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As the fourth quarter kicks off, IT channel executives say they are optimistic that the overall positive trends they have seen so far in 2006 will continue through the end of the year and beyond.

Customers, particularly in the small and midsize business space, have been fueling channel sales growth with their technology purchases, and are expected to continue doing so into 2007, according to channel and vendor executives gathered in Palm Springs this week for distributor Ingram Micro’s Venturetech Network conference.

In a report published in late September, investment and research firm Raymond James and Associates, St. Petersburg, Fla., said IT distribution grew at a 6 percent rate during the third quarter.

Ingram Micro CEO Greg Spierkel attributed much of the growth to affordability. Products of all categories, from desktop displays to complex networking devices, have stabilized at price points that are attractive to the SMB customers that buy technology from channel companies, he said.

Other factors, he said, such as a relatively low cost of borrowing money to run their businesses and federal regulations that require businesses to invest in their IT infrastructure, are contributing to VARs’ profits.

Investments in IT infrastructure include purchases of storage equipment and applications, databases, security products and blade technology.

David Pansen, vice president of U.S. distribution at Hewlett-Packard, Palo Alto, Calif., said server consolidation and virtualization are also driving sales.

Pansen and Ingram Micro executives said that as they have met with solution providers at the Palm Springs event, the feedback they have received about the health of the market is positive.

“Everyone says their numbers are up, which is good and consistent with our own business,” said Spierkel.

The positive mood owes partly to the fact that VentureTech members, an elite group that does business with Santa Ana, Calif.-based distributor, have made great strides to refocus their businesses on solution selling and services.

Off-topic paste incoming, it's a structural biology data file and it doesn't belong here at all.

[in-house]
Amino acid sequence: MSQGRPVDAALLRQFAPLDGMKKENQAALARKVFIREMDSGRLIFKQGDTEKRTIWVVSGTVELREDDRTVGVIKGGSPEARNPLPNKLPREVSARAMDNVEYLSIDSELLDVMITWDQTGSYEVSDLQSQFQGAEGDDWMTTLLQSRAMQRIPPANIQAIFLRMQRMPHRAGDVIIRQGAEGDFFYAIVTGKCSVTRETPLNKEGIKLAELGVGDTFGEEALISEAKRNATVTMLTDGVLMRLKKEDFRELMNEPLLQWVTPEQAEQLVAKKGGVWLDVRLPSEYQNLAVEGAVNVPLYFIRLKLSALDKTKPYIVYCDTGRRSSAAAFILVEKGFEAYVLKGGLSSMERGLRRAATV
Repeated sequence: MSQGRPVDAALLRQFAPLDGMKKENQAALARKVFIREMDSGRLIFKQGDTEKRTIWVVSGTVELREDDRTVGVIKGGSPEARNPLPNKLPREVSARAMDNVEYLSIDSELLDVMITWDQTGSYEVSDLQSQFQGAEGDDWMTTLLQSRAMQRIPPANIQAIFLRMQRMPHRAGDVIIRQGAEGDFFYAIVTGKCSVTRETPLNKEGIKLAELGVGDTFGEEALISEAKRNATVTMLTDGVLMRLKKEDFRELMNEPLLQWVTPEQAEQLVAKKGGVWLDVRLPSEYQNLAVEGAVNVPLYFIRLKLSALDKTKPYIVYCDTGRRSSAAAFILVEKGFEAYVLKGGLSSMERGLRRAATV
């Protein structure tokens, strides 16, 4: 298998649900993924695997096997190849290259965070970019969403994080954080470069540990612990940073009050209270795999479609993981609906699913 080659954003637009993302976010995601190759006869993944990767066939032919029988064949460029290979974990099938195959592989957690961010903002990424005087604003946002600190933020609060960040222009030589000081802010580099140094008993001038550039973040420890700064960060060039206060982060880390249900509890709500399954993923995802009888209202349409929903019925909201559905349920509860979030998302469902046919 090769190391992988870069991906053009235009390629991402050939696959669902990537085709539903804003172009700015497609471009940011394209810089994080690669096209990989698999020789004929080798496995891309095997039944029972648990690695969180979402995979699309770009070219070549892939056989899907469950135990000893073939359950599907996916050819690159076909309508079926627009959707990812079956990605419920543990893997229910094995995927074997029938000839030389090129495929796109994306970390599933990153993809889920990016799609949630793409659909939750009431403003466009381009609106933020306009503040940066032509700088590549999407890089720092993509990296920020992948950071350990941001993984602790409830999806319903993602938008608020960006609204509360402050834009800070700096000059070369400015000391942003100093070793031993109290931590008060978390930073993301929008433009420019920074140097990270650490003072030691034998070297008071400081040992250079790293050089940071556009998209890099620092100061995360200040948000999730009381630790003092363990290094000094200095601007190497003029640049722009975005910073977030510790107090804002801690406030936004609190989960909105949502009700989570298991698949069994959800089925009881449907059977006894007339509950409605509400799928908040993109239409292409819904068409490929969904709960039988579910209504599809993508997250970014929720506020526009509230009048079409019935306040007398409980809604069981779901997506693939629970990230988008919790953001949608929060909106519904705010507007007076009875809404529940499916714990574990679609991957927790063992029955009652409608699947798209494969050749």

Some of them are among the pioneers of the managed services model, through which providers remotely take over some or all of their clients’ IT functions.

Because of the recurring revenue that managed services generate, providers feel more confident they can survive any economic downturn that may occur.

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And while they are focusing more on services, they are not abandoning product sales altogether, providers say. But they report that how they approach the sale has changed.

The conversation now revolves around using the technology to meet business needs and challenges, as opposed to what Pansen called the 1990s “frenetic” buying pace of acquiring technology.

“Customers really have shifted their buying from aggressive technology acquisition to discriminating investments around delivering measurable value to their businesses,” Pansen said.

Ingram Micro president Kevin Murai said the IT industry has reached a maturity level at which a stable flow of purchasing has taken the place of the ups and downs of yesteryear.

“This is a fairly young market still, and it’s now kind of reaching a level of maturity,” said Murai. With that, he added, comes an equilibrium in which the vendors are selling technology the way customers want to buy it.

As a result, there is a lot more value and a greater focus on multi-vendor solutions at the distributor and VAR levels to get technology in the hands of customers, he said.